By Ai Jun Source: Global Times
Huawei File photo:VCG
Does the mind-set of today’s Great Britain resemble that of the Qing Dynasty (1644-1911), the last imperial dynasty of China?
After the UK government announced a ban on Chinese tech giant Huawei from its 5G network, British scholar Martin Jacques tweeted, “History turns full circle. In 1793, Chinese Emperor Qianlong told the British King: ‘We don’t have the slightest need of your country’s manufactures.’ So marked the start of China’s 150-year decline. In 2020, UK tells China that it has no need of China’s latest technology.”
The remarks were quoted by Chinese Ambassador to the UK Liu Xiaoming during his interview with BBC on Sunday. Liu added, “I do not know what will happen in the next 150 years.”
What the UK faces now is somewhat similar to what the Qing Dynasty had faced. Any country with a splendid history might feel uncertain in the face of an emerging power.
People who are familiar with the Qing Dynasty know the closed-door policy during the period well. When then British lord George Macartney led a mission in 1793 to visit Emperor Qianlong (1711-1799) of the Qing Dynasty and showed the latter a telescope, clocks and watches, models of artillery and warships, Qianlong described them as merely diabolical tricks and witchcraft. History soon witnessed how the dynasty declined due to its close-door policy.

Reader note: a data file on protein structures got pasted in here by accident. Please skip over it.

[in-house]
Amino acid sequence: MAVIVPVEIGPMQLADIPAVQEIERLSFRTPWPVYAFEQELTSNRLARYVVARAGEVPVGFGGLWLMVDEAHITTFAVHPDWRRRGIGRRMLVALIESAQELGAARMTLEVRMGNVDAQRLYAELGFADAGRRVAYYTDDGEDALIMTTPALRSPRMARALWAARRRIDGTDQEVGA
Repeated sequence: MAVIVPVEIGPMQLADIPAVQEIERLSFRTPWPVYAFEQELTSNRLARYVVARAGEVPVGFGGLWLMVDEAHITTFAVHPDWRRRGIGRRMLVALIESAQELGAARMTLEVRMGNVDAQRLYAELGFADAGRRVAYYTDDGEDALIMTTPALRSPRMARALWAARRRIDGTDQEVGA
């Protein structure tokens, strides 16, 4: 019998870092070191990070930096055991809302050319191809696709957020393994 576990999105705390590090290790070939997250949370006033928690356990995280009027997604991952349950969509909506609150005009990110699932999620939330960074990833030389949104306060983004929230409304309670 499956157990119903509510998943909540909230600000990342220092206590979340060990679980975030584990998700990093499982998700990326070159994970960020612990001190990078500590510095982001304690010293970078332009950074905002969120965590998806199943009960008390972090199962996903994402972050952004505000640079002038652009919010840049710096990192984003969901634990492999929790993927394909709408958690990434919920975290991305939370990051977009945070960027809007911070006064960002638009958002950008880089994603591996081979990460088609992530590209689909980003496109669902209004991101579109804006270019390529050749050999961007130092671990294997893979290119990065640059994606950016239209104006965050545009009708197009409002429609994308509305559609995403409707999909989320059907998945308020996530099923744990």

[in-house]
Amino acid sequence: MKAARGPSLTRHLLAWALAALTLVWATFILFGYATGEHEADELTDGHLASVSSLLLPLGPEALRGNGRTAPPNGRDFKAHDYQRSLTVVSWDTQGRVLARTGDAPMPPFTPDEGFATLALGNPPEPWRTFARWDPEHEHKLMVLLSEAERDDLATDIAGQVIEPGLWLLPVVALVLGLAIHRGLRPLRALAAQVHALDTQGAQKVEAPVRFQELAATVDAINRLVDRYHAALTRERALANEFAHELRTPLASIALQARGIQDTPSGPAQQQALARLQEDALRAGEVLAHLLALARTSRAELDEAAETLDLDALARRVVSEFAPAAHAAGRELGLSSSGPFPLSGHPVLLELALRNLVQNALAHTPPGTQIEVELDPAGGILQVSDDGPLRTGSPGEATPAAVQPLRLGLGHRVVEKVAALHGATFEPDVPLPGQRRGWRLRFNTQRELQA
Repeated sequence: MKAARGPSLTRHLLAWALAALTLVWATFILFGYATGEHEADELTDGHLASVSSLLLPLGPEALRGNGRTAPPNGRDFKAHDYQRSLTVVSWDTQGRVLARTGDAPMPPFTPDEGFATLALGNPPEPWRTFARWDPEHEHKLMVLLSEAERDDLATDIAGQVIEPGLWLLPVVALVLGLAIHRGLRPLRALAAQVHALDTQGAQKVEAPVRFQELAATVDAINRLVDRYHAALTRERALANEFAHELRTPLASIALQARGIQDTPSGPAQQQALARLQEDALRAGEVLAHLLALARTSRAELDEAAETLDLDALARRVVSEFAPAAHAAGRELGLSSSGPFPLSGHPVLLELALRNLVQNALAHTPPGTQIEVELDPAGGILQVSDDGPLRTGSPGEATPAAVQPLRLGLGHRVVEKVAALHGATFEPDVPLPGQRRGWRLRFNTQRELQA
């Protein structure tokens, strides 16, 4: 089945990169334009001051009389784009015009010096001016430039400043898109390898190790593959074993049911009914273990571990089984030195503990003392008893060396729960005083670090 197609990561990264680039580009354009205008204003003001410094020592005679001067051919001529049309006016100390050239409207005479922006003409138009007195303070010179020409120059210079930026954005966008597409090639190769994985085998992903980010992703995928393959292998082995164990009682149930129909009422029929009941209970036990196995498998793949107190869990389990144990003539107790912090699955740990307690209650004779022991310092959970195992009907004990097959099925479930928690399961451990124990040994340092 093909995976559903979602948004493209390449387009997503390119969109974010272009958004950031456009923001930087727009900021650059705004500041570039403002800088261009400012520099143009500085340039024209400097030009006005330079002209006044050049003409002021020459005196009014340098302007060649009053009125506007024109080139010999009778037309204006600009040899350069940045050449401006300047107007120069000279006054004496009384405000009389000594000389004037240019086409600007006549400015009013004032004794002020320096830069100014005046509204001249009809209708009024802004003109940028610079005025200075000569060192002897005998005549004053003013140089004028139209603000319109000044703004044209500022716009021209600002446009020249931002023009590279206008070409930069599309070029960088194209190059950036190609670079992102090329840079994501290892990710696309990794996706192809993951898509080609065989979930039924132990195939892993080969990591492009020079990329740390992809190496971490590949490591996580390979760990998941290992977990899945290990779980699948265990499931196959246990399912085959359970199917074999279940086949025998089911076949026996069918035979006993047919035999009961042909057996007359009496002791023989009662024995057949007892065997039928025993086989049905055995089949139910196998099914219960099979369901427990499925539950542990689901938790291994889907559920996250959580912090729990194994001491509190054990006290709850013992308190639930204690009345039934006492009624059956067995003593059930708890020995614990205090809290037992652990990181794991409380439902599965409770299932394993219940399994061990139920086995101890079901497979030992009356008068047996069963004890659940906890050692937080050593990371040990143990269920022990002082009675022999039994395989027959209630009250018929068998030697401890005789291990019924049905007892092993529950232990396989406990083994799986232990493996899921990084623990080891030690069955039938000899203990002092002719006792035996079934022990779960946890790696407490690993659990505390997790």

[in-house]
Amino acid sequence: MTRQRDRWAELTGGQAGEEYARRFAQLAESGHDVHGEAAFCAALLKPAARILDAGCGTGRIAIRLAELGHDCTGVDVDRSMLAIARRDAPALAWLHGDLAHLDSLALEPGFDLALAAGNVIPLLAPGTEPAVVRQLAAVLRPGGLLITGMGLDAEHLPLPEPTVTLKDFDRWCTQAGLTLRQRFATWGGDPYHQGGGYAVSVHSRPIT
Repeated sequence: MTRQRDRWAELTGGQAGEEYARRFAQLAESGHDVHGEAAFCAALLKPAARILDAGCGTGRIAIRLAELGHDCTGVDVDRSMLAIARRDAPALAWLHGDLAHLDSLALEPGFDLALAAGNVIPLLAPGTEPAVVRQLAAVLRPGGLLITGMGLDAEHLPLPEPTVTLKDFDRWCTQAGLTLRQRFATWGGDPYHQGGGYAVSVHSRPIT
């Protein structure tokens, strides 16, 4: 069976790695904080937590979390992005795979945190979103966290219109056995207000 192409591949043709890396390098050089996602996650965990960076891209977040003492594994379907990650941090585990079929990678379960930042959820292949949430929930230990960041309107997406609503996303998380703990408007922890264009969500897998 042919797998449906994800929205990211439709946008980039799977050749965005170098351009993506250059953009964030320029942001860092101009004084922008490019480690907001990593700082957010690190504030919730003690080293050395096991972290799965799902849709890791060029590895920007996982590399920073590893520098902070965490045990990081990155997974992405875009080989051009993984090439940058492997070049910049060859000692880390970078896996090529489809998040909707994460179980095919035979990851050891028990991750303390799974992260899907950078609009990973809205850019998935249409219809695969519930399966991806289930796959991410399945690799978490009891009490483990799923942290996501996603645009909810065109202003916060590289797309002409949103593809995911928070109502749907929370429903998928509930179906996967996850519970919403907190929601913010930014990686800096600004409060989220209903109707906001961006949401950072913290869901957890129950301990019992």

The most valuable lesson China has learned from that period is that a country must open up to advanced ideas, technologies and countries if it wishes to develop itself. Today’s China is keeping its door wide open to the world, because it has suffered enough from remaining closed and self-fettered.
Huawei has been operating in the UK for over 20 years, with its equipment and technologies being widely used in the country’s 2G, 3G and 4G networks. Eliminating the company’s role would thus be equivalent to “self-harm” of UK’s telecoms networks, as some British observers believe.
Assembly Research, a London-based independent analyst firm, issued a report in 2019, claiming “a partial, or full restriction on the use of Huawei could result in a delay to the 5G roll-out of between 18 and 24 months.” Some observers even claimed it would take a decade to entirely remove Huawei from UK’s network currently in use.
Certain British politicians believe the UK will be fine without the Chinese company. Sure, it will be all right, but the country will have to waste a few years to make up for the price paid in this geopolitical game, when other parts of the world are accelerating their pace in developing high technology in telecoms network.
When Emperor Qianlong cast a cold eye to advanced technologies, he made the decision himself. But when London decided to ban Huawei, coercion from Washington could be sensed.
The UK had its glorious days. Thanks to its pioneering spirit in science and technology, it became the world’s first industrialized country. The prosperity of the British Empire was also closely linked to trade. Regrettably, UK’s current high-tech agenda is dominated by the US. Would London sober up and make decisions for its best interests on its own? It’s important to draw wisdom from history.
China has always been sincere to the UK. And it is hoped London can escape distractions when interacting with Beijing.